D&D 4e’s to-hit equation has a lot of individual bits. Because 4e has the tuning of a race car when it comes to combat balance each bit of the equation is important for a character to have. PC power levels were taken into account when creating monsters. While it provides exquisite balance for creating combat encounters it means a certain amount of the game and the PC’s level up choices must be combat oriented to stay on par or above the curve of the monsters. This includes magic items, making them no longer powerful, enchanted artifacts but necessary adventuring gear.

Even the eponymous Fighter class is not significantly better at attacking with a weapon than anyone else. The fighter gains a +1 to either 1H or 2H weapons. At first level the fighter has a 5% greater chance to hit with these weapons. I find 5% hardly enough of a superiority to earn the class the title Fighter. This 5% edge can easily be outstripped by other characters at first level depending on the weapon, feat, class, race combinations chosen.

The AGE System does not use Skills. It instead uses ability focuses. Having a focus gives the character a +2 on an applicable roll. It’s a useful bonus, but having a character with an applicable focus in the party does not exclude other players from attempting the task.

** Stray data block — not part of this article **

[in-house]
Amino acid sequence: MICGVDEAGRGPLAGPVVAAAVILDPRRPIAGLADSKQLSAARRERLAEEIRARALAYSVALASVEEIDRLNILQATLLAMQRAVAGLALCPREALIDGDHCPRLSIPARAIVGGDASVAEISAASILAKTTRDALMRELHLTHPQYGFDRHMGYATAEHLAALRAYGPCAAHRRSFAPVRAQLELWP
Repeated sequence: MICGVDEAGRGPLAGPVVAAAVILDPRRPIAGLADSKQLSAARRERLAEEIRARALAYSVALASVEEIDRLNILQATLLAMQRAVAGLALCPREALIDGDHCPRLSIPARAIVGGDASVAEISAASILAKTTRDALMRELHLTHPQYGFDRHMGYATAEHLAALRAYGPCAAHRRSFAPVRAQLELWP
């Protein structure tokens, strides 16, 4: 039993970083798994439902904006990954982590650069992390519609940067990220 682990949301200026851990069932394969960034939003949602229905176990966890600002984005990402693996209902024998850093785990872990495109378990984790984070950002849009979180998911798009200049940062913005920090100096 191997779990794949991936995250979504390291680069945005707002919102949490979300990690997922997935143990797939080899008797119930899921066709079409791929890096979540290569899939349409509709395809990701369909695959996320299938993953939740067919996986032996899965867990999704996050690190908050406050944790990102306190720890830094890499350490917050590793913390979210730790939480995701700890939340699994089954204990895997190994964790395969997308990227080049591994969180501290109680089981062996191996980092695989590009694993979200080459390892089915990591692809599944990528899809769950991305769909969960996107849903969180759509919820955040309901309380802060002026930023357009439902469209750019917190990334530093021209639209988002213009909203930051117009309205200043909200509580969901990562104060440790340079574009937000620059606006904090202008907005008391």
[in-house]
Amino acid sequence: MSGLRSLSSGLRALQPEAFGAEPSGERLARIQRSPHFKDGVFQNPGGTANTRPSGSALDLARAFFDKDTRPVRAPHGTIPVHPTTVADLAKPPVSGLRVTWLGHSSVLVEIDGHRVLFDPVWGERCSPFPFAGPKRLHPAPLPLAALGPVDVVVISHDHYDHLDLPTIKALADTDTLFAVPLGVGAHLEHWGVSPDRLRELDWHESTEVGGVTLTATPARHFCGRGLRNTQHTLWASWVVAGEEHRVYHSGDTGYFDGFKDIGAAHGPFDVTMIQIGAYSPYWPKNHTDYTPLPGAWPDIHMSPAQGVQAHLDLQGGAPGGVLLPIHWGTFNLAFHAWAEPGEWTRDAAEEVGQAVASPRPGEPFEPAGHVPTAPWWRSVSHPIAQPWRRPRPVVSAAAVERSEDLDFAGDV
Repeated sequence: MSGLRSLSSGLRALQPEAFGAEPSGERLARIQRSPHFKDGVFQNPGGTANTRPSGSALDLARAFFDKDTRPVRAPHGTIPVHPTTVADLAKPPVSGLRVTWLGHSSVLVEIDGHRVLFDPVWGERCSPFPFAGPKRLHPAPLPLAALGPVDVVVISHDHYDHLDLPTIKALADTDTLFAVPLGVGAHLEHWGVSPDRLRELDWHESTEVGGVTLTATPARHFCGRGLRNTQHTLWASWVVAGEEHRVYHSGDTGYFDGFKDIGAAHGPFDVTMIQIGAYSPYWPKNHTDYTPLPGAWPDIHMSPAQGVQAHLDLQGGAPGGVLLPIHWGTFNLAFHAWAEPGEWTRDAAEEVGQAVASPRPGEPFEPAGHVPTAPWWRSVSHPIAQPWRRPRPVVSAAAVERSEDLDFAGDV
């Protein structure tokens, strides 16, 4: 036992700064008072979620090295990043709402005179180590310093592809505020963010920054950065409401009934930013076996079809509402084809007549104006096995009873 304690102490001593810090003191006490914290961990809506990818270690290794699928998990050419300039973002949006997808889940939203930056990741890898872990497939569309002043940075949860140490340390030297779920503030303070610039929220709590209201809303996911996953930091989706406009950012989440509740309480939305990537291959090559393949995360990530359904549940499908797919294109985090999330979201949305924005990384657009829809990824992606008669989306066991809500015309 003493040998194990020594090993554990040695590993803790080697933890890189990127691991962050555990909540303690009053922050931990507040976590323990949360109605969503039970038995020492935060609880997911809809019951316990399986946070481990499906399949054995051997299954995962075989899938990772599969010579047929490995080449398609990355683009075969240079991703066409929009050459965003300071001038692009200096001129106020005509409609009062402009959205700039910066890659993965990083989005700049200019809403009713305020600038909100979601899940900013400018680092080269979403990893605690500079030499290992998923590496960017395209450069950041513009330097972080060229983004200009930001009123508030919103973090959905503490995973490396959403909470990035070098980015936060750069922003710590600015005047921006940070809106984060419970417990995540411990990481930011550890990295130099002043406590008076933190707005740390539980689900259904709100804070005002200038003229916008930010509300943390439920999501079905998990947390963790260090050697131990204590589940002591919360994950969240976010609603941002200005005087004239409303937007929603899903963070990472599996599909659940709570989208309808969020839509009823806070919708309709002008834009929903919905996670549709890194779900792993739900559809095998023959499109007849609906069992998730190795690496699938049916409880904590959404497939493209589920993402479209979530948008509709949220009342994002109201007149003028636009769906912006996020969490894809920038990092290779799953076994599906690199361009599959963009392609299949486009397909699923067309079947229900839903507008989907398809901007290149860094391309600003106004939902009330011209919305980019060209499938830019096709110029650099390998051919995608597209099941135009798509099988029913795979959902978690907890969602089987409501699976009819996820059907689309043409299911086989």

Below is the To-Hit equation for Savage Worlds, a system with skill based combat:

Final Result = (Ability Die -2 or Skill Die or Wild Die) + Talent – Hindrance

I enjoy the idea of having combat skills. Given our previously determined definition of skill is the application of knowledge and experience to achieve a task combat makes sense. Assuming someone knows how to use a weapon they have either been taught some forms and techniques or learned by the seat of his pants. Either way attacking and defending certainly qualifies as the application of knowledge and experience to harm someone or avoid harm.